OLA Hotline

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OLA Hotline

Volume 13 No. 3 - December 1, 2006

Message from OLA President, Aletha Bonebrake

In my recent travels, one in cyberspace and the other on the long road to Portland, I discovered two partnership opportunities that will enrich the resources of any library, just for the asking.

If you are not already aware of it, there is an important video called "Just Yell Fire," which was created as a project by two female students at St. Mary's Academy in Portland. The students, both skilled in martial arts, teach young women how to escape predatory attacks on their persons. It grew from a modest class project to a professional production, which premiered to the public on October 3 at Cinetopia in Vancouver, WA. It is now seeking distribution to every teenage girl who requests it, from anywhere in the world. The October 16 issue of iN Touch Weekly highlighted the film and the teens' accomplishment for their 1,100,000 readers, inviting readers to either download or request a DVD of the film, free of charge. The bandwidth to accommodate the expected demand was donated by Portland-based IntegraTelecom. The project even attracted one of the stars of the popular sci-fi tv show, Lost, for a cameo appearance, which I understand would mean a lot to the "IT generation." I contacted the mother of one of the girls who is acting as the distribution manager, and she said she would be thrilled if every public, school and academic library were to request a copy for its collection. I encourage you to visit the website to see what a tremendous impact this Oregon-grown film can have on the safety of young women. I hope every library in Oregon will acquire a copy.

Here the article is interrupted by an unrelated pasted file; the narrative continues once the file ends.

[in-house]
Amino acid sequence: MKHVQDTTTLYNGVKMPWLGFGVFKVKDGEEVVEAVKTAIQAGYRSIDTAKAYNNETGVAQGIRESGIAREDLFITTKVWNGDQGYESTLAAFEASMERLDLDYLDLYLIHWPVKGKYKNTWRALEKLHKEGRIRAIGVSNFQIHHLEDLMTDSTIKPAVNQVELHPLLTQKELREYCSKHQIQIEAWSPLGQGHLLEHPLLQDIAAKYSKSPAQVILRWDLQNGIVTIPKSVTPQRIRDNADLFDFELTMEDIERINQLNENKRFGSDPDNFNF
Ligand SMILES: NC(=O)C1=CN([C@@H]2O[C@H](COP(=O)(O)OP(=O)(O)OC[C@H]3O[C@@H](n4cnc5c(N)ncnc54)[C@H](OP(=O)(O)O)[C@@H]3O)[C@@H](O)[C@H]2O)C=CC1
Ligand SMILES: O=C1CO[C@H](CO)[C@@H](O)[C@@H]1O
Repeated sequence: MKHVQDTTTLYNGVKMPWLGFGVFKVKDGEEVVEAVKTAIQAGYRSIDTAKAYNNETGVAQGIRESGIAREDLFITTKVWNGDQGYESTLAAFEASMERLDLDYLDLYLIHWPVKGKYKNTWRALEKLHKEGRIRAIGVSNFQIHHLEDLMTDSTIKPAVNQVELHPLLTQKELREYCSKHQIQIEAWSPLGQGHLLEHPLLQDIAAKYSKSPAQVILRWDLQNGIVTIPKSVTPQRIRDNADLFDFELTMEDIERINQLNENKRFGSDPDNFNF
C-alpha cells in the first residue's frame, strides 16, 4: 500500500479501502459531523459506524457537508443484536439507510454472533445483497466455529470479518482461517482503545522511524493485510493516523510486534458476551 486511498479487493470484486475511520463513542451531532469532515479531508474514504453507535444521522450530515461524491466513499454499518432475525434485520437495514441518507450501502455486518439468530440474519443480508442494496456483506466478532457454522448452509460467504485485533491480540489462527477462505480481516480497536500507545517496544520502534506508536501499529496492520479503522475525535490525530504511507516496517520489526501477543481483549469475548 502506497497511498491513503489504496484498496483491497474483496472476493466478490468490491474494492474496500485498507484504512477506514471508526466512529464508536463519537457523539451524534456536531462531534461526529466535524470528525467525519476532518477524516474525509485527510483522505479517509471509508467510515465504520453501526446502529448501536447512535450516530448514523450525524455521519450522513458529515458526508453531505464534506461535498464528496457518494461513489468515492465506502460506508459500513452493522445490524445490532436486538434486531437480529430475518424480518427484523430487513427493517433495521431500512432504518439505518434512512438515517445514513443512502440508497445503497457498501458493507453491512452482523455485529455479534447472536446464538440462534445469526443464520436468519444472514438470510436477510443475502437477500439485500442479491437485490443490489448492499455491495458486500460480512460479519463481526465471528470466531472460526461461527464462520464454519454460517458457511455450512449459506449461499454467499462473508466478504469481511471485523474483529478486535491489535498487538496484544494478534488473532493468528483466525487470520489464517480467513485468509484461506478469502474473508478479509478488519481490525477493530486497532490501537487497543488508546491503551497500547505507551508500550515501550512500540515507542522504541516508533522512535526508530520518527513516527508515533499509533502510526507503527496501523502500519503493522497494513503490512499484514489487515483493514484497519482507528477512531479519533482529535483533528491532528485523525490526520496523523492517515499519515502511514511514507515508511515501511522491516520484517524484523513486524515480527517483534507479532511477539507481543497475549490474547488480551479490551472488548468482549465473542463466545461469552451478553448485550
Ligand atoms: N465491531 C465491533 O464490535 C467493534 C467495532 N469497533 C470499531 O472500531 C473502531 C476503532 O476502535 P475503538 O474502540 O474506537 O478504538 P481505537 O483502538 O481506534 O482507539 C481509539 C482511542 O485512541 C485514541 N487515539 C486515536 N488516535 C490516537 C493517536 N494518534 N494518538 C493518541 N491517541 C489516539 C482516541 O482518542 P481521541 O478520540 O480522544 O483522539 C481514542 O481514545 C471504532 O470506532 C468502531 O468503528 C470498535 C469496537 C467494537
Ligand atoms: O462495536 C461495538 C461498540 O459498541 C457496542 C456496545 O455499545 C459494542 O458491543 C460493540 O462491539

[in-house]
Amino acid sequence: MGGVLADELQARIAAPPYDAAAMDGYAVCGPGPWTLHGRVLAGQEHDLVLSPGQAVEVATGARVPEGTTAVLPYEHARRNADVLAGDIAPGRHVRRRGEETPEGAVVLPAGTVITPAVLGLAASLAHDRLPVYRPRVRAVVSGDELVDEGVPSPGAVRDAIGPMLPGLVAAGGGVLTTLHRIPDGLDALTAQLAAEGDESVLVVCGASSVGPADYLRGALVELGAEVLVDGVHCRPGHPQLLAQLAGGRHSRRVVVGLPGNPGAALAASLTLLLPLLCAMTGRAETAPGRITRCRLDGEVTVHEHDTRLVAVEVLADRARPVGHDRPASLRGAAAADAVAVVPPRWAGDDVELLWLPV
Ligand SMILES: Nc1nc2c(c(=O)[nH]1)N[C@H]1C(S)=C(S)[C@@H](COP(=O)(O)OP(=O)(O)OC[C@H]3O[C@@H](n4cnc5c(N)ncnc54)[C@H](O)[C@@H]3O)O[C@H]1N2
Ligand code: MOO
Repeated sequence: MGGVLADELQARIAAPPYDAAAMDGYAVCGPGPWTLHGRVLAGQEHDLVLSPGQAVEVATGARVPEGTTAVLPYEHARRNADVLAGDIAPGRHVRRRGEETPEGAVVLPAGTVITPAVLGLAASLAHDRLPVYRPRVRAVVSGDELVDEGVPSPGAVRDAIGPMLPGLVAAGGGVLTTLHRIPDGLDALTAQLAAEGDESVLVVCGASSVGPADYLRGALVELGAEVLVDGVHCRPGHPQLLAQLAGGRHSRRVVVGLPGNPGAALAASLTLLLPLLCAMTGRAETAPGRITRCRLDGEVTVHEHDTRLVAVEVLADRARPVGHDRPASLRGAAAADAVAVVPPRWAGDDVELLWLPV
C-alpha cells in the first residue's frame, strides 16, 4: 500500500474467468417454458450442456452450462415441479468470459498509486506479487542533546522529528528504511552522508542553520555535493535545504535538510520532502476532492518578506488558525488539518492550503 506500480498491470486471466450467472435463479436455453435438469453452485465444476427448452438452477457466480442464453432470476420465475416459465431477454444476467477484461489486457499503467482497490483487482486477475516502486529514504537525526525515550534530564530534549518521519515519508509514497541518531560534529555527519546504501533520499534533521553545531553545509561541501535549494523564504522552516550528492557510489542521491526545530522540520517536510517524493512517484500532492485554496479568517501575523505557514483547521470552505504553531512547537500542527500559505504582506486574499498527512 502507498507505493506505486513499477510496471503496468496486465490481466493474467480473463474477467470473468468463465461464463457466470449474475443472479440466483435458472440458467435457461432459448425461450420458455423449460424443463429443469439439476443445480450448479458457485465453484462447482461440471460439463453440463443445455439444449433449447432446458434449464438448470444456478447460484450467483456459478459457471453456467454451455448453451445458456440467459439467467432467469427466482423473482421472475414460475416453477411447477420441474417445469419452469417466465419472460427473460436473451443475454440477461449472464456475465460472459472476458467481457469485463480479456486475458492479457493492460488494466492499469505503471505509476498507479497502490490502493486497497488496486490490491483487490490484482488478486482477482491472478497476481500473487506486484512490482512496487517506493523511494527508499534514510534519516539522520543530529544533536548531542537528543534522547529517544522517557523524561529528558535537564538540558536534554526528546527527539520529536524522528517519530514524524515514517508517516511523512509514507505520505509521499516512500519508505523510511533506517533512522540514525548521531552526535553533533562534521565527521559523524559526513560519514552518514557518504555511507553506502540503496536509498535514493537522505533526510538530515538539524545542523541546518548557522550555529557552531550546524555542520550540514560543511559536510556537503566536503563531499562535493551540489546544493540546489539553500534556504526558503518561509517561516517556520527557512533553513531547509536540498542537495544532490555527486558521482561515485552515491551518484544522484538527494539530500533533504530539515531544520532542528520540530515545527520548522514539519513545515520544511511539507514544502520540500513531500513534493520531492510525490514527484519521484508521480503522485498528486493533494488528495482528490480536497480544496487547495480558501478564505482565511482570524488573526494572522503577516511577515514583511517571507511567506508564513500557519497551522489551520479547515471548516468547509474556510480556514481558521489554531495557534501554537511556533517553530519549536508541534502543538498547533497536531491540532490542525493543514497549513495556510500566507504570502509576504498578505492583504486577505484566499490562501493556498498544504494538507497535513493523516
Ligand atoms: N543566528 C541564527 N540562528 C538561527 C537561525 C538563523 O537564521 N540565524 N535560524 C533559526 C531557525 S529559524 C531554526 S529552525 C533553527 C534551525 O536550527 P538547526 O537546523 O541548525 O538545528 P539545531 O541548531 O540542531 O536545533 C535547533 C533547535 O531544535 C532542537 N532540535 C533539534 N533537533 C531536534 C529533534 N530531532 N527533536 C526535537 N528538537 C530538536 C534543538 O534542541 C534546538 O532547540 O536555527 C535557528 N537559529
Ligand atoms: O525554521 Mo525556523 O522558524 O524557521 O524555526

While in Portland, I visited with Carol Hickman at the Oregon Council for the Humanities, and she urged me to get out the word to all Oregon libraries about a new grant program this fall, funded at $40,000, which will provide grants for Reading and Discussion Groups in amounts from $1,000 to $5,000 each. While we are all familiar with the scholar-based Chautauqua programs, this new grant program focuses on community reading programs including, but not limited to, "One Book" or "Everybody Reads" events. The discussion groups may be on any topic whatsoever that is of local or social interest, such as aging, jobs, farming interests, local art, oral history and so on. The important thing is that broad community participation comes from a variety of sources. A community organization can come to the Library asking for help with resources, a topic or a book, or the Library can mention the program to a few organizations and see where their interests may lie. The sponsoring organization need not be a library, but a library must be one of the partners. It might be fun to announce this in your local press, and see what happens. For more information please call or e-mail Carol E. Hickman at (503) 241-0543, or download more information.

If anyone out there comes across a good partnership idea or opportunity, please think about writing it up for the Hotline. If you prefer, just forward a name or url to me and I'll check it out. This would make it kind of a mega-partner experience... And that's good, too!